If you've taken a basic computer course at any point in your life, even high school, you likely learned about fragmentation as it relates to your files. Each file is saved in little fragments, or pieces, on the surface of your hard drive's numerous platters. It is said that this fragmentation leads to eventual system lag. A disk defrag performed once per month was said to make your system run more quickly and efficiently as it essentially makes the files more organized and closer together on the disk.
However, PC World conducted a test roughly nine years ago searching for the most efficient defragger. Surprisingly, it was discovered defragging the disk with any of the software programs made no difference at all in performance, even when measured against a fragmented disk. In 2001, Steve Gibson at Gibson Research admitted that modern drives don't really show signs of lagging due to fragmentation making them seemingly unnecessary. He adds that a defrag is still a good idea, however, to make data more easily recovered in the case of a system crash.
When NOT To Defrag
If you have a solid state drive (SSD), you might want to think twice before defragging. These drives can wear out over time due to excessive writing. The drive will read until the cows come home, but writing will shorten its life span. Because the defragging process does a high amount of writing, it is not recommended you defrag SSDs much. You should still periodically defrag, probably about once a year.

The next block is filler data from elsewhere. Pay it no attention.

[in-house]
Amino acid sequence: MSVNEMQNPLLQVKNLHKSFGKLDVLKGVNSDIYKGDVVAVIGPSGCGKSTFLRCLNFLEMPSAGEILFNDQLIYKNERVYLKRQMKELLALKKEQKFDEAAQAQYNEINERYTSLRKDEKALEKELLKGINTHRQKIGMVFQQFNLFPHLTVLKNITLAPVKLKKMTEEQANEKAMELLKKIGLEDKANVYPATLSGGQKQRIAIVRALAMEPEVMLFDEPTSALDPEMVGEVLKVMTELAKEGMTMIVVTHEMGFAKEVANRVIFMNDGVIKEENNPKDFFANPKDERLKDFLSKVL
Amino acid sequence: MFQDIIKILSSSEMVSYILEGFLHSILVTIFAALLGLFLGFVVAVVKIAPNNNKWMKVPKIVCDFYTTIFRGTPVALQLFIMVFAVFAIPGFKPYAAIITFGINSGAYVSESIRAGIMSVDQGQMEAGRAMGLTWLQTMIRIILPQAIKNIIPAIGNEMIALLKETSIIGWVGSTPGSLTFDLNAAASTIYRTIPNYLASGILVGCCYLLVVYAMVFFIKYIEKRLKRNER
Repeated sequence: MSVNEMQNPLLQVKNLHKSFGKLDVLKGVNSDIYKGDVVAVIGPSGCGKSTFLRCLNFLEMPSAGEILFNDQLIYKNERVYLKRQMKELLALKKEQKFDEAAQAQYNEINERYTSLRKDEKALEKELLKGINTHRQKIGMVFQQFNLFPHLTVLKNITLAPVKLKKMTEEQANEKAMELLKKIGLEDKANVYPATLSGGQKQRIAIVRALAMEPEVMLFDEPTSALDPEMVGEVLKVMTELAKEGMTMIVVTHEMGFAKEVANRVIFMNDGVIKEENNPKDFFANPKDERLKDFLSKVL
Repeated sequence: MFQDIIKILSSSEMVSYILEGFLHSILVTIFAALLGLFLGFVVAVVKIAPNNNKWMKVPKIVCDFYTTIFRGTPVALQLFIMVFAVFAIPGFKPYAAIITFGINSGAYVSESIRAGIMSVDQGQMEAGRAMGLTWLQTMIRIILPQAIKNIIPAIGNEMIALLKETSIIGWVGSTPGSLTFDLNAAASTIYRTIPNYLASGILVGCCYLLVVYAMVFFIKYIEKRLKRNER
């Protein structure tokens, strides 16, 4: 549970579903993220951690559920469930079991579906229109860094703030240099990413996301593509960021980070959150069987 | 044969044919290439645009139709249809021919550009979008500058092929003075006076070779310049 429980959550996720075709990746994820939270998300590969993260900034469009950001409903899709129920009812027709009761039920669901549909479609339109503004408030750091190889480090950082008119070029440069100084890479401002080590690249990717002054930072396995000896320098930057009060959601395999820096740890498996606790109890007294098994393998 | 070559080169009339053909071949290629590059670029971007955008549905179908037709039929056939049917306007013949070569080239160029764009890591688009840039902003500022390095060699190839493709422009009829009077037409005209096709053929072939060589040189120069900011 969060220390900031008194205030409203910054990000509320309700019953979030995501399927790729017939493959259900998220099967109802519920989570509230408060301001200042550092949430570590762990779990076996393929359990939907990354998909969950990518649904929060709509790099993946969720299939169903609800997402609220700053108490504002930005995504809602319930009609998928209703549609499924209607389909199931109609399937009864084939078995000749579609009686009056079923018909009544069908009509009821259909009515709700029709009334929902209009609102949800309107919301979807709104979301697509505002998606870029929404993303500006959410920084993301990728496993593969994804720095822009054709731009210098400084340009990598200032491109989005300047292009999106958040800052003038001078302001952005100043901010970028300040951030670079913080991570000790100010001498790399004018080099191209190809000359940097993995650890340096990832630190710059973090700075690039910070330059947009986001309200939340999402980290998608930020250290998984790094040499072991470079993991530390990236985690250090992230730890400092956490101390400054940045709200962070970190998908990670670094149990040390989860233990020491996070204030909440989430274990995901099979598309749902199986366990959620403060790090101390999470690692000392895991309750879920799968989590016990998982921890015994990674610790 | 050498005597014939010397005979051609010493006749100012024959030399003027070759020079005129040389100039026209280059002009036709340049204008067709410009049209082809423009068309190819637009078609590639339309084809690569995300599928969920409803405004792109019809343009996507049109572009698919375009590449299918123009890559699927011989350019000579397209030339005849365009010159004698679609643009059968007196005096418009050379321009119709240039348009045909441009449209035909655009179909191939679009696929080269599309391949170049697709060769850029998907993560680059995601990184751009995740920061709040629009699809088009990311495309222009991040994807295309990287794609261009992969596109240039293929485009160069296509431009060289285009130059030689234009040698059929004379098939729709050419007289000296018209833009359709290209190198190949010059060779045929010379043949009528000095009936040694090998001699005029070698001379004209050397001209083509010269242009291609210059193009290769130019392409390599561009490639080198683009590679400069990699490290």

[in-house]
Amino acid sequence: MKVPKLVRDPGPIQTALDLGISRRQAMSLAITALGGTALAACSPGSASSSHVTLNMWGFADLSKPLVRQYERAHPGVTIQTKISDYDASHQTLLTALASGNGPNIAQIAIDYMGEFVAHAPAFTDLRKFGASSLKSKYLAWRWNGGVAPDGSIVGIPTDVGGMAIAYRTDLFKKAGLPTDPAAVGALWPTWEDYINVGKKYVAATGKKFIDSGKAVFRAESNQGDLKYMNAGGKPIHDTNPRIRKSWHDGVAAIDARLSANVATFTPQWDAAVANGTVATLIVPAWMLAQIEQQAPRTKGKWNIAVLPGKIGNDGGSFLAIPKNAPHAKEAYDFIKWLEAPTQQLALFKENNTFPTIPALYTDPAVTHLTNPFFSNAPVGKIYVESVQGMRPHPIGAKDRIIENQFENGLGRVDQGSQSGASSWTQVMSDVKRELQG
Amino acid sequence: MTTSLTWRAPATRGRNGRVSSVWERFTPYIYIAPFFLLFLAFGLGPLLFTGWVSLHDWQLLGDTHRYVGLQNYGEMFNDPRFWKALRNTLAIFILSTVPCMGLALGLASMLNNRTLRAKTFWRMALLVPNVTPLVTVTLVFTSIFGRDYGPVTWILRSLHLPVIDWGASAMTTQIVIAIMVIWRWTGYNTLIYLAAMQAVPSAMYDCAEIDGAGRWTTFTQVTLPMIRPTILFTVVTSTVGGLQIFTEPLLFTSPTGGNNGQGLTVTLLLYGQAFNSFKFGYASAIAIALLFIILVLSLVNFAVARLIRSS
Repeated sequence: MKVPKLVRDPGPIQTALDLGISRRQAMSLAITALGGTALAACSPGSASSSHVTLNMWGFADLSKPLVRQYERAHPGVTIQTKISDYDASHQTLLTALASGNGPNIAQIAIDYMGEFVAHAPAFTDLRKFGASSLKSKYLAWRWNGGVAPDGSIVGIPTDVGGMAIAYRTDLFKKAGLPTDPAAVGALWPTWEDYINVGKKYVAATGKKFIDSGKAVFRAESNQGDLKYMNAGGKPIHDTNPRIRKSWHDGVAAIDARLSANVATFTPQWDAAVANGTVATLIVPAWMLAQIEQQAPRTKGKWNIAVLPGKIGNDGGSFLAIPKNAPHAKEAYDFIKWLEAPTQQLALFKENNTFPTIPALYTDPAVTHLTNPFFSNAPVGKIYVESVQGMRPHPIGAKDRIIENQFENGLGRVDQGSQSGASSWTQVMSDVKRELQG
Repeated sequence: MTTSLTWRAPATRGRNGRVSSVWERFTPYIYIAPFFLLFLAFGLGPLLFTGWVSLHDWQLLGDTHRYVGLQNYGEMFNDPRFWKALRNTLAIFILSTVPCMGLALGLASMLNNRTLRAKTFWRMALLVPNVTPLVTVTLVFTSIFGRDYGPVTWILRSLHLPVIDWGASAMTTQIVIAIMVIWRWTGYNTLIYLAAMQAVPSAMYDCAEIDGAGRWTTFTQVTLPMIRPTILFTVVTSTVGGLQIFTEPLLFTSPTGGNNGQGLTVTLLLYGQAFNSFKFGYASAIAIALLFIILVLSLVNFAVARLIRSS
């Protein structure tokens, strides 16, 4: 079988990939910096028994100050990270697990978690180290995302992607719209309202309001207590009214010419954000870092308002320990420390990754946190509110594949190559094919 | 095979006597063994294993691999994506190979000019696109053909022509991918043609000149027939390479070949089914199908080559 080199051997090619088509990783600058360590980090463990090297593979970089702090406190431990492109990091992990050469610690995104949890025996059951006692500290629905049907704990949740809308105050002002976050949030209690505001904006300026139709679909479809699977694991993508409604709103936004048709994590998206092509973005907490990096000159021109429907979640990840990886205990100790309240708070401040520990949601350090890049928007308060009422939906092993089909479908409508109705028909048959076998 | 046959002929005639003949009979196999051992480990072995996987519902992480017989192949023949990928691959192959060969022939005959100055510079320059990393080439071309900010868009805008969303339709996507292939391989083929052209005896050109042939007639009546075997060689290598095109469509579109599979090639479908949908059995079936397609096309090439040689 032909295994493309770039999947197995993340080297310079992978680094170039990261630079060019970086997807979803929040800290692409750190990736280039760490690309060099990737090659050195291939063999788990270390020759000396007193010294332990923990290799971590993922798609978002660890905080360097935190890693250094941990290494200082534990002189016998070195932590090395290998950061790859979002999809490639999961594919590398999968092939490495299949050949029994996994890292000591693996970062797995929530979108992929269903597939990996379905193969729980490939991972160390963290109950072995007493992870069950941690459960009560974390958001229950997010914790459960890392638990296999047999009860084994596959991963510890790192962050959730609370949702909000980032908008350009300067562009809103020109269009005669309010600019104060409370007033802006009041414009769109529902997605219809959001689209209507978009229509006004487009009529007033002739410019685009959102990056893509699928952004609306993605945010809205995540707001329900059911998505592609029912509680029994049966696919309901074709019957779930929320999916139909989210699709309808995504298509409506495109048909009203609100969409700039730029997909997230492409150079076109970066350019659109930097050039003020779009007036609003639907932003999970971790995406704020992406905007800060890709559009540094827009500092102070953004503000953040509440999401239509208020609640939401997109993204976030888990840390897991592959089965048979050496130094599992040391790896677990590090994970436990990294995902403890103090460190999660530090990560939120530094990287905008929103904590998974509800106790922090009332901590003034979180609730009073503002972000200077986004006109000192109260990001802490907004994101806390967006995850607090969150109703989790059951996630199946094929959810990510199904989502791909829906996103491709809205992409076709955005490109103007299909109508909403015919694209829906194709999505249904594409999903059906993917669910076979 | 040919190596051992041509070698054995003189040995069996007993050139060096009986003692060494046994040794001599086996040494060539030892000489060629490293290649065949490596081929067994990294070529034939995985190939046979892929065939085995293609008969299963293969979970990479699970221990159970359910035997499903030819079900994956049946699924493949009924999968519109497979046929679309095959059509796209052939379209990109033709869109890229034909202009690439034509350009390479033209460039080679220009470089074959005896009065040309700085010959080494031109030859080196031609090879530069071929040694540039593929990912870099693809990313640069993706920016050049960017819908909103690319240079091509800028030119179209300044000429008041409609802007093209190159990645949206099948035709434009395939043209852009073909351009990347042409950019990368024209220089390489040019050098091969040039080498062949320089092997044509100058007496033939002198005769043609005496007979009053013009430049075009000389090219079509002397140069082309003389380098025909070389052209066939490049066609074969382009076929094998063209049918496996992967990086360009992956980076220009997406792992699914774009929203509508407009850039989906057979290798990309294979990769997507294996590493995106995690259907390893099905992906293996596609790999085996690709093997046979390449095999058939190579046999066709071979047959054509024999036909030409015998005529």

If you are running Windows 7, you'll be pleased to know the OS takes care of the defrag for you. Windows 7 features a built-in disk defragmenter that is scheduled to run itself automatically, about once per week. You don't have to worry about going into the Control Panel and setting the process up as it is already set to occur by default. You've been blissfully unaware that your computer has been defragging itself for as long as you've owned it.
Own a Mac running OS X 10.2 or later? There's no need whatsoever to defrag. There are safeguards built in to the OS, keeping files from being stored in any fragments whatsoever. OS X's HFS+ file system searches for larger blocks of free space rather than space that has recently become free, thereby assuring the files aren't fragmented at all. OS X gathers small files that are in groups and automatically combines them in larger free space areas of the disk, defragging all of the group files. If you open a file that is made up of more than 8 fragments, OS X automatically defrags the file.
When To Defrag
For any hard drive that is not a SSD, experts recommend defragging approximately once per month. Experts also point out fancy software isn't required: Windows' defragger will work nicely. There is no noticeable difference between the performance of Windows' defragger and that of a third-party defragger.
You should defrag your external drive manually at least once a month if you are using it often and if it isn't hooked up to your computer as it probably isn't being automatically defragged by the automatic defragger.
Lastly, Mac users, you aren't off the hook yet. You should perform a defrag if you reach 10% or less of free space. With this small amount of space, it becomes impossible for OS X to perform the auto defrags it normally does, so it's time to either increase your storage space by expanding or clean house and delete some files or store them on an external drive.